Hi Tom, thank you for having these weekly chats. I’m starting to watch it religiously. We own a small family owned restaurant in northern Virginia and my question to you is how would you handle a yelper that wants to strong arm you to get what they want? I’ll give you an example. We had a guest that walked in on a Friday night without a reservation and demanded a table. Keep in mind that we had a large sign outside saying “ reservations only until 845 pm”. We had about ten guests at the door that had reservations and were waiting to be seated. This man just bulldozed his way through all these polite and patient guests that were waiting to be seated and approached me to tell me “I need a table for 5” . I told him that it’s 730 and do not have any tables until 830ish 845 and would love to take them at that time. The man asked me are you sure, then pulled out his phone and showed me the yelp app like a thief going to the teller and quietly showing his concealed weapon in order to rob the bank. At this moment I told him again that “I’m sorry but unfortunately I will not be able to take him in right now” he said to me “if you don’t take me in right now, I will destroy your online reputation”. I said to him “go ahead and do what you have to do” and sure enough 10 minutes later he bashes us on yelp. He never experienced our hospitality, service, or food but destroyed us on yelp. I spoke with Yelp about this and they gave me some sort of a weird reply “ that we rely on our community to rate local businesses” . This is just one example. We have dozens more. So, how do you think we should handle a yelper that uses Yelp as tool to get what they want?

Yet another reason not to trust group "think" on review sites. You never know if someone has an axe to grind. 


Stories such as yours make my blood boil. I think you handled the bully well, both in person and afterwards. But Yelp's response sounds lame. I'd love to hear how other restaurateurs have handled similar negative "reviews" on the forum.


It's almost noon, however. Time is up. Let's readdress the matter next week.


For a very special occasion dinner, would you do Metier or Kinship, given that there are some limitations among the 5 diners - one doesn't eat any meat or poultry, one doesn't eat any fish, and one is selective about the types of fish and meat she eats. The two more gourmet diners (no pork though) have dined at Kinship and really liked it.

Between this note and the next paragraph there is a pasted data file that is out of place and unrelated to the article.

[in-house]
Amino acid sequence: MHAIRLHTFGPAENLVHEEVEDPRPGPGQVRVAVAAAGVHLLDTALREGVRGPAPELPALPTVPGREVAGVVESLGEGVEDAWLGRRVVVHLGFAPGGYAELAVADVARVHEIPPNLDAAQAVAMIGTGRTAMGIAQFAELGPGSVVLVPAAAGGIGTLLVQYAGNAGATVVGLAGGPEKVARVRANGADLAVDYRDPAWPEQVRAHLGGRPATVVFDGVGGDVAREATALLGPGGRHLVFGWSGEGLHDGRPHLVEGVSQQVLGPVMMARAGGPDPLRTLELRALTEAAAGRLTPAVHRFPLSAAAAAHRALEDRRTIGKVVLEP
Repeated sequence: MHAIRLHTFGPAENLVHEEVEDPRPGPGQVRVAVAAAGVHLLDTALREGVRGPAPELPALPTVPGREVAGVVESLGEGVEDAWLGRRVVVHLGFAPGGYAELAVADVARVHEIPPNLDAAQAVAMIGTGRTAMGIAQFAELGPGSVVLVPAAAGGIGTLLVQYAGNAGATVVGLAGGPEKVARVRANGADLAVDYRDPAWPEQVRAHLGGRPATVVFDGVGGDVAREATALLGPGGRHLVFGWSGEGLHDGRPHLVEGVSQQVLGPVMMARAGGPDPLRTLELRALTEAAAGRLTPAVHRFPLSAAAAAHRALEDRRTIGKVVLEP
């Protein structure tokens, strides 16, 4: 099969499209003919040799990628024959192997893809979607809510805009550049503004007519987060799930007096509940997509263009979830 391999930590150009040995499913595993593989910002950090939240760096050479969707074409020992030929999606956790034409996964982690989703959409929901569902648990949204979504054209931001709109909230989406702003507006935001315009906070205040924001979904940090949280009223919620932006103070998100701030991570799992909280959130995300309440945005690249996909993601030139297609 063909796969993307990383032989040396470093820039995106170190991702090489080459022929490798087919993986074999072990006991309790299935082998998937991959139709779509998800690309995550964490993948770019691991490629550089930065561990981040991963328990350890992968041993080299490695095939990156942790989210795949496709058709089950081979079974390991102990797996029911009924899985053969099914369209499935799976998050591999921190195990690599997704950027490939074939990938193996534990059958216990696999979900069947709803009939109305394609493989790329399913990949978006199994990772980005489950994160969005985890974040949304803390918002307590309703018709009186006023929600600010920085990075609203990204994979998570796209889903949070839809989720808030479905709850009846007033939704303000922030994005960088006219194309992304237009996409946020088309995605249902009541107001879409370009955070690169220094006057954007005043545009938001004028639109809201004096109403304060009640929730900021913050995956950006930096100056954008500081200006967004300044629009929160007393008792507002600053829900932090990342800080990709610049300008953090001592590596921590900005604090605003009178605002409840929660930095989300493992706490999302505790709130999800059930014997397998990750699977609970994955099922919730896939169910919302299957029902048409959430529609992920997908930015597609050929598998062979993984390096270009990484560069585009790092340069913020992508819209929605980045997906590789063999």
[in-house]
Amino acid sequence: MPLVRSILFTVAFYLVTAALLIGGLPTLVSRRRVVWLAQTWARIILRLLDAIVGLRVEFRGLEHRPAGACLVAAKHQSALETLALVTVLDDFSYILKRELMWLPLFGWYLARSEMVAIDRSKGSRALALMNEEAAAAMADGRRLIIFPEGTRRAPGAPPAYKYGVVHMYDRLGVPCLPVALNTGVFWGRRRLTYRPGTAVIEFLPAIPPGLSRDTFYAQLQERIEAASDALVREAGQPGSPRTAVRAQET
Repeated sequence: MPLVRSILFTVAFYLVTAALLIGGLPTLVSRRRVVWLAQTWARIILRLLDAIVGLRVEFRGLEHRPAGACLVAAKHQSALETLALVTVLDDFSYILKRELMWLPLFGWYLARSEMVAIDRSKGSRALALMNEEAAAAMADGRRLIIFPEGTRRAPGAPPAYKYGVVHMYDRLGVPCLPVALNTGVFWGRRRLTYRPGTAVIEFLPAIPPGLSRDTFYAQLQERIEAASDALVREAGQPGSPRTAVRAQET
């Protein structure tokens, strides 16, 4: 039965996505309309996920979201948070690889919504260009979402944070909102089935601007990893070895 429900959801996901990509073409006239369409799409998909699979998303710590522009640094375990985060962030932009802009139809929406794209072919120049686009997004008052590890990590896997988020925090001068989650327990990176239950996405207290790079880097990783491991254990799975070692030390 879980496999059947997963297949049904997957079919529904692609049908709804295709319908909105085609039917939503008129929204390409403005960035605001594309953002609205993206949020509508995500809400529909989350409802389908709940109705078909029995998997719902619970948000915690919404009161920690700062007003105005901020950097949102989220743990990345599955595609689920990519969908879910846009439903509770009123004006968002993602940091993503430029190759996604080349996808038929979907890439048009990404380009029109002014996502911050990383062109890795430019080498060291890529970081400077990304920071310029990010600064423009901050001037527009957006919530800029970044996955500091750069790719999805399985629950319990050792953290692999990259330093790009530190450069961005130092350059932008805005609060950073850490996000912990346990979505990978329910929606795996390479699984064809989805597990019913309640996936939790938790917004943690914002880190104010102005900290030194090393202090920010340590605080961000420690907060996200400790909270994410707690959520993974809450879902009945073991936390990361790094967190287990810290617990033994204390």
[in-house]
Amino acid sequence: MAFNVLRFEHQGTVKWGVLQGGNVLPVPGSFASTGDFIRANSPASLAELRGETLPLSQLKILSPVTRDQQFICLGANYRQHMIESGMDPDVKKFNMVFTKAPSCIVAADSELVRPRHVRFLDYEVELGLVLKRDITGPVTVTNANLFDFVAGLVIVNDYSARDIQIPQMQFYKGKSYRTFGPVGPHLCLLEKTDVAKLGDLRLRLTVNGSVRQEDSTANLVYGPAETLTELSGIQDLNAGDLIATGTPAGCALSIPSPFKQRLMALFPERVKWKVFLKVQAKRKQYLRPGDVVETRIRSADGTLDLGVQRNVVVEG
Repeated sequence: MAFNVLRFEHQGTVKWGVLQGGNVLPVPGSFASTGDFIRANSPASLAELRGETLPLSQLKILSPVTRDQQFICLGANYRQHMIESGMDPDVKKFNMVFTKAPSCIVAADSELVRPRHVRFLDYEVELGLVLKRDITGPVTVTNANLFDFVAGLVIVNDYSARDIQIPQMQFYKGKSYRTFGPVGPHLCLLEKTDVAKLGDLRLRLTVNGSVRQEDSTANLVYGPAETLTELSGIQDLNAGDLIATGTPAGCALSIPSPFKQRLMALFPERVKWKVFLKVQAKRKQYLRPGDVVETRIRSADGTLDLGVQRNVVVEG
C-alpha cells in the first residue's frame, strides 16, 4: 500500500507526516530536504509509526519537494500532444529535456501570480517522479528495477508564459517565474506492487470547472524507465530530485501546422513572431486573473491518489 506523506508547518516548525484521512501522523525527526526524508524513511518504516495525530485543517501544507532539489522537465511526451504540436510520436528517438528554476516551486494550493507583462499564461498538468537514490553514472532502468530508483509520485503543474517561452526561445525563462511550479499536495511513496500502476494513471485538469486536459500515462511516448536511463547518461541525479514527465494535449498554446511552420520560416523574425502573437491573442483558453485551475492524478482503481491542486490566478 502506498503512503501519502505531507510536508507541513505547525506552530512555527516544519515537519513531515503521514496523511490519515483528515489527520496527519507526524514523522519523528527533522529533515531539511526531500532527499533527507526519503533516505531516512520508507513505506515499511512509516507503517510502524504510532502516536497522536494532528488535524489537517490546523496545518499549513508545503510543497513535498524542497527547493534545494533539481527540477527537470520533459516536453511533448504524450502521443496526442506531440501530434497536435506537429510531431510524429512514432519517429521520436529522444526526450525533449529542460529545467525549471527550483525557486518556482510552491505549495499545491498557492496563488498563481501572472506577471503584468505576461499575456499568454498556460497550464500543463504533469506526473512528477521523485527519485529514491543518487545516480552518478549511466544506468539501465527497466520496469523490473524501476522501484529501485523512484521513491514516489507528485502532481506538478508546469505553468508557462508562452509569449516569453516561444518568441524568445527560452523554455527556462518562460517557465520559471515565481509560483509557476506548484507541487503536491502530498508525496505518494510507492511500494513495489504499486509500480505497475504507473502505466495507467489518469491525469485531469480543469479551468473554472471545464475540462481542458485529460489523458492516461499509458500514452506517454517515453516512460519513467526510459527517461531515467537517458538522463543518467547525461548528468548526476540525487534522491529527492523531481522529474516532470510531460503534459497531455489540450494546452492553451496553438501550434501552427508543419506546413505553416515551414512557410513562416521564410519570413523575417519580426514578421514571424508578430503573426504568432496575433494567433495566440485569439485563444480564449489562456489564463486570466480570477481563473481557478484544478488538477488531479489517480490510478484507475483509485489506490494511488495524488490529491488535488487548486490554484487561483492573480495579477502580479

I vote for Kinship, because its selections are more varied than the tasting menu offered in the underground Metier.  (The latter restaurant is definitely accommodating, but your group sounds as if it might be better off upstairs.)

I think the chat format needs a revamp, Tom. Each week is 1. Bougey whines about stuff no one should really care about; 2. You breathlessly printing each new piece of praise for the Inn, or Jose Andres, or All Purpose (we get it, they’re good, you’ve been telling us this for the past 100 weeks); 3. Obviously trolling emails, largely because of 1. and 2.; and 4. Much-too-long reader reviews followed by a “Take a bow _____.” This chat could be so much more but is increasingly falling into irrelevancy. You’ve stated multiple times how it is only as good as the readers, but I have to think your custodianship could be improved as well.

Uh, duly noted!


But please keep in mind, Jose Andres has a lot of restaurants in the area, and not every post about them here has been "breathless." Also, every week brings participants who are fresh to this forum; some repetition is inevitable. I do the best I can to address the largest number of questions and topics. Would it make you feel better if I put a cap on "take a bow?" I do like to share raves as well as rants from readers.

I have read this now a few times, what exactly is the issue/complaint? I dine with my finance who often will stop eating for a good ten minutes and then resume eating take another break, repeat. How else is a sever supposed to know when it is time to clear the table? Personally, I like the question as it moves along the dinner, e.g., "yes I am done with dinner, now I would like to see a dessert menu"

The question "Are you done working on that?' is the one that a lot of readers seem to dislike.  It sounds a little crass. The better way to put it is "May I take your plate?'

Such as, "this is the person who bulldozed past a long line and demanded a service we clearly do onot provide, while threatening to destroy us on Yelp"?

Love it!

and not to put it at all, when the diner has fork halfway to mouth.

Yep. Agreed.

with chatter who wants "revamp" -- if s/he's tired of repetition, time to go away for a while. Those of us who read you every week always find something worth saving.

Take a bow, Gentle Reader. (No, wait, please don't! Someone is apt to scold me again!)


Hey, bottom line: I learn from you all. Thanks for joining me today and let's meet again before Thanksgiving next Wednesday. Ciao for now.

In This Chat
Tom Sietsema
Tom Sietsema has been the Washington Post food critic since 2000. In leaner years, he worked for the Microsoft Corporation, where he launched; the Seattle Post-Intelligencer; the San Francisco Chronicle; and the Milwaukee Journal. A graduate of the School of Foreign Service at Georgetown University, he has also written for Food & Wine, Gourmet, GQ, Travel & Leisure and other national publications. In 2016, he received an award from the James Beard Foundation for his series identifying and rating the "10 Best Food Cities in America" the previous year.